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DOP14 Modelling of the relationship between infliximab exposure, faecal calprotectin, and endoscopic remission in patients with Crohn’s disease

E. Dreesen1, S. Berends2, D. Laharie3, G. D’Haens4, S. Vermeire5, A. Gils1, R. Mathôt2

1Department of Pharmaceutical and Pharmacological Sciences, KU Leuven, Leuven, Belgium, 2Department of Hospital Pharmacy, Amsterdam UMC, Amsterdam, The Netherlands, 3Hepato-gastroenterology and Digestive Oncology, Haut-Lévêque Hospital- Bordeaux UMC, Bordeaux, France, 4Department of Gastroenterology and Hepatology, Amsterdam UMC, Amsterdam, The Netherlands, 5Department of Gastroenterology and Hepatology, University Hospitals Leuven, Leuven, Belgium

Background

Less than 50% of patients with Crohn’s disease (CD) starting infliximab (IFX) therapy achieve endoscopic remission (ER). Evidence for the benefits of pharmacokinetic (PK) and pharmacodynamic (PD) monitoring remains scarce. We aimed to develop a population (pop)PK/PD model to characterise the IFX dose-exposure-biomarker-response (faecal calprotectin [fCal] and ER) relationship in patients with CD.

Methods

Analyses were performed using data of a phase 4 dose-escalation study (TAILORIX). Patients started standard 5 mg/kg IFX induction therapy at weeks [w]0, 2 and 6. From w14 through w54, the IFX dose could be irreversibly doubled based on one of the three monitoring algorithms.1 Endoscopies were performed at w0, 12 and 54. Three sequential models were developed: A 2-compartment popPK model linking IFX dose to exposure, an indirect response popPK-PD model describing the inhibitory effect of IFX exposure on fCal, and a first-order Markov popPD model linking fCal to transitions between states of ER (CD endoscopic index of severity <3), no ER and dropout (Figure 1). All modelling and simulation were performed using NONMEM 7.4.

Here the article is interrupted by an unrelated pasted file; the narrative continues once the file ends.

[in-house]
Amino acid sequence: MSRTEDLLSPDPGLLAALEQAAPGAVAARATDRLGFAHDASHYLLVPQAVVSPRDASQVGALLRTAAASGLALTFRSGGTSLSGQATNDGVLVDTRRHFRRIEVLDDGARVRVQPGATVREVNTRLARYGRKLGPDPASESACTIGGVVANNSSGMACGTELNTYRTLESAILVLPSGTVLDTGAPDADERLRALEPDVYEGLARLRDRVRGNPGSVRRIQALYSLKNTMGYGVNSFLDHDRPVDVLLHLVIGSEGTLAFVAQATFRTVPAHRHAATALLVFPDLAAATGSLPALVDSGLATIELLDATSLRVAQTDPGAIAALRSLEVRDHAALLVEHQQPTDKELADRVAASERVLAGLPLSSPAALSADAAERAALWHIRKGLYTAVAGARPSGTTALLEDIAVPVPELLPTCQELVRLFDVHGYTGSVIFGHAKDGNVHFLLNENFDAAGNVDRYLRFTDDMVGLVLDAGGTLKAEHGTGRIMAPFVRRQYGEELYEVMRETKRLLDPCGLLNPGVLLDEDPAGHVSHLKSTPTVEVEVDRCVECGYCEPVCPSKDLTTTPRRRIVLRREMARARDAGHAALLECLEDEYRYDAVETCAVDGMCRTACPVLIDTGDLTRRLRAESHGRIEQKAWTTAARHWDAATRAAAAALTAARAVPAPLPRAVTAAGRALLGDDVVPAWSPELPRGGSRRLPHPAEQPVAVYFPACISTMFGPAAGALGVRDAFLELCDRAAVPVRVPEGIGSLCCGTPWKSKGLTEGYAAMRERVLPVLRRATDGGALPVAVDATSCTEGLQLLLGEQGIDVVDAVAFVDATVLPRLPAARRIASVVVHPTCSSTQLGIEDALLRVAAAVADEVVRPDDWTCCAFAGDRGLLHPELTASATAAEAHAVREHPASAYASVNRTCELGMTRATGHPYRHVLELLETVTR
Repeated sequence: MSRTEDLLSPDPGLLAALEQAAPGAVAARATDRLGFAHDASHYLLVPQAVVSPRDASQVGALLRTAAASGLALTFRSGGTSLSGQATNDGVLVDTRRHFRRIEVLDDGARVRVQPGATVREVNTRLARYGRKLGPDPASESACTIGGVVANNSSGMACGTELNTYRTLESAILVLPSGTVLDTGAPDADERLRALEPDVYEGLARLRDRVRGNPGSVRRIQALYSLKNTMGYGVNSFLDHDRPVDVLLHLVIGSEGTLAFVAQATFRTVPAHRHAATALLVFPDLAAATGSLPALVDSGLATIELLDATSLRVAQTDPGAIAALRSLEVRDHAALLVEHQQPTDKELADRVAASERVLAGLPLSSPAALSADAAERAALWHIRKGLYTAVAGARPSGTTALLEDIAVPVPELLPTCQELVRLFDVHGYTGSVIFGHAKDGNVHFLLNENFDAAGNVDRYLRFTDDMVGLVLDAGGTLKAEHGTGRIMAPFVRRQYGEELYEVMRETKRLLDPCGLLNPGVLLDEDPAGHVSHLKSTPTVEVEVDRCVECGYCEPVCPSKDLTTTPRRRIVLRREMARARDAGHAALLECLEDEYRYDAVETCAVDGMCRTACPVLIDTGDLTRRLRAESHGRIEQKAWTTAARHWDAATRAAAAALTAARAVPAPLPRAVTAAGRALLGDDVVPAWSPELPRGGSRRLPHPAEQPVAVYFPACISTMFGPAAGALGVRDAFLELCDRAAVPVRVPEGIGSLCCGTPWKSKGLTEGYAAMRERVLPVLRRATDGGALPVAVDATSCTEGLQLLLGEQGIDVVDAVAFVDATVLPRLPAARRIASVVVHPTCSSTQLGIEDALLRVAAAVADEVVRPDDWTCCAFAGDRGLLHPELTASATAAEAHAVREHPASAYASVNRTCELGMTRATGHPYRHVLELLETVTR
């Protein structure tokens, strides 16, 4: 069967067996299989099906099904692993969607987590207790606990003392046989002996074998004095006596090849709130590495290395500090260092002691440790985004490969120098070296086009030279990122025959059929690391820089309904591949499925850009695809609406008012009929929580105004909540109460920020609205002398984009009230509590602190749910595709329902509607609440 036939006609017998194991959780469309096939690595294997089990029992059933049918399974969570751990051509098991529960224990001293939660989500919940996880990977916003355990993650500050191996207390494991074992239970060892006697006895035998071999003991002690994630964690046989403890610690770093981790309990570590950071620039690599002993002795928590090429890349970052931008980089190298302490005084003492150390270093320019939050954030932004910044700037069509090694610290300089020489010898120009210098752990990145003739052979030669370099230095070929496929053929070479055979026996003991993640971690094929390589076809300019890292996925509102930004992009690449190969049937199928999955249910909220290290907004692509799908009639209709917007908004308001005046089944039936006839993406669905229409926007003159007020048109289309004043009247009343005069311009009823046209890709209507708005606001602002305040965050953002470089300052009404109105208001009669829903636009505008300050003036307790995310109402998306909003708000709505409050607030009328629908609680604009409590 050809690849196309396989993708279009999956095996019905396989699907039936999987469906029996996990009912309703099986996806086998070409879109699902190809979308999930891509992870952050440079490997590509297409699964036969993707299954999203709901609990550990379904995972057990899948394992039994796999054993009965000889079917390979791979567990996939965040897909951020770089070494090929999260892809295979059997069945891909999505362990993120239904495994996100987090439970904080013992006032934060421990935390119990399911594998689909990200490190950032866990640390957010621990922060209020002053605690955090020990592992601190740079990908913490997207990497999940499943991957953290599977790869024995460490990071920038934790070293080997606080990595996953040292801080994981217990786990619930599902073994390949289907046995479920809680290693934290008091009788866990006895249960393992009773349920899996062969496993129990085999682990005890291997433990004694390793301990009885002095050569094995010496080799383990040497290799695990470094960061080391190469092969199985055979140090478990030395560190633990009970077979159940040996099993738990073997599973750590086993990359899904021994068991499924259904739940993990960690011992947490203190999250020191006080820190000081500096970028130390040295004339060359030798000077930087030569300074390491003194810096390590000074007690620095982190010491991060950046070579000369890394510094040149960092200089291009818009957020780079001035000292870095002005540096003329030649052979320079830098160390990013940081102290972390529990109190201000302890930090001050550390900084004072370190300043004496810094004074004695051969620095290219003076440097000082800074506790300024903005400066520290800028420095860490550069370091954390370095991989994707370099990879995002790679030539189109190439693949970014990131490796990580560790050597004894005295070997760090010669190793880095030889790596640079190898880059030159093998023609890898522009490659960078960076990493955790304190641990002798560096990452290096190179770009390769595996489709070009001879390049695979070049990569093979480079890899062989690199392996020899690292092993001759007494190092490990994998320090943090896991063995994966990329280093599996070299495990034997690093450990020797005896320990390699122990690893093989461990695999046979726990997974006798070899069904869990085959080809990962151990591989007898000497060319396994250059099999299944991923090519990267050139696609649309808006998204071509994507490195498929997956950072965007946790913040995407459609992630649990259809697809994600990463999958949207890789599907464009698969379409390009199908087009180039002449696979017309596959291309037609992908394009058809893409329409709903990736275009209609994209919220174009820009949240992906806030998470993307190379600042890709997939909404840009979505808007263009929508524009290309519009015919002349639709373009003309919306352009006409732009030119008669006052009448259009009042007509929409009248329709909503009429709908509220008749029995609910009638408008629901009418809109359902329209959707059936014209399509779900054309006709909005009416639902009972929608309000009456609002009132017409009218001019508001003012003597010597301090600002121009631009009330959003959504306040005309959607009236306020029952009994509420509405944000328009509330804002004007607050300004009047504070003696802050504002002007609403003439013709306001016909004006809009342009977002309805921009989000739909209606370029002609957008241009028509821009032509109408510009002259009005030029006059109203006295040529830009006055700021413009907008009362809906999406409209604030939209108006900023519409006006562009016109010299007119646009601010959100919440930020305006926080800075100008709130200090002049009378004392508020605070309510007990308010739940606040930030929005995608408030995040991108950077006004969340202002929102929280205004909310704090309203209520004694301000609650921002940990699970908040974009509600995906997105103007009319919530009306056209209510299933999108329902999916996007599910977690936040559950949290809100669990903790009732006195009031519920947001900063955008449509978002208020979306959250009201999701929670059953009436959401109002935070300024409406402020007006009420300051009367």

Results

The study included 116/122 (95%) patients with CD enrolled in TAILORIX who had ≥1 detectable IFX serum concentration. In the developed models, it was shown that IFX clearance increased with increasing fCal, decreasing albumin, increasing CD activity index and presence of antibodies to IFX (transiently). Baseline fCal increased with increasing CRP and decreasing platelet count. Lower fCal increased probability of attaining ER and decreased probability of losing ER. Probability of dropping out given an earlier state of absence of ER increased with elapsing time. Simulations of 150 000 patients receiving 5, 7.5 or 10 mg/kg IFX (1:1:1) resulted in a flat dose–response curve due to large interindividual variability in PK and PD (Figure 2, top panels). The predicted fraction of patients achieving ER at w12 was 45.1% [30.3–60.5] (median [IQR]) when on 5 mg/kg IFX (~46.4% observed in data). However, simulations of 10 mg/kg IFX induction doses predicted only a slight increase in the fraction of patients achieving ER at w12 to 47.5% [32.0–62.6]. This minor benefit at the population level argues against systematic 10 mg/kg induction dosing in all patients. A similar observation was done during maintenance therapy, where 70.8% [62.6–75.5] of all simulated patients maintained ER at w54 (~72.2% observed in data) (Figure 2, right panels).

Conclusion

Model-informed infliximab dose optimisation towards a predefined fCal concentration—while accounting for PK and PD variability—may improve the effectiveness of infliximab therapy (eg. 64% chance of ER at w12 ~100 μg/g fCal at w6).

Reference:

D’Haens et al. 2018. Gastroenterology.

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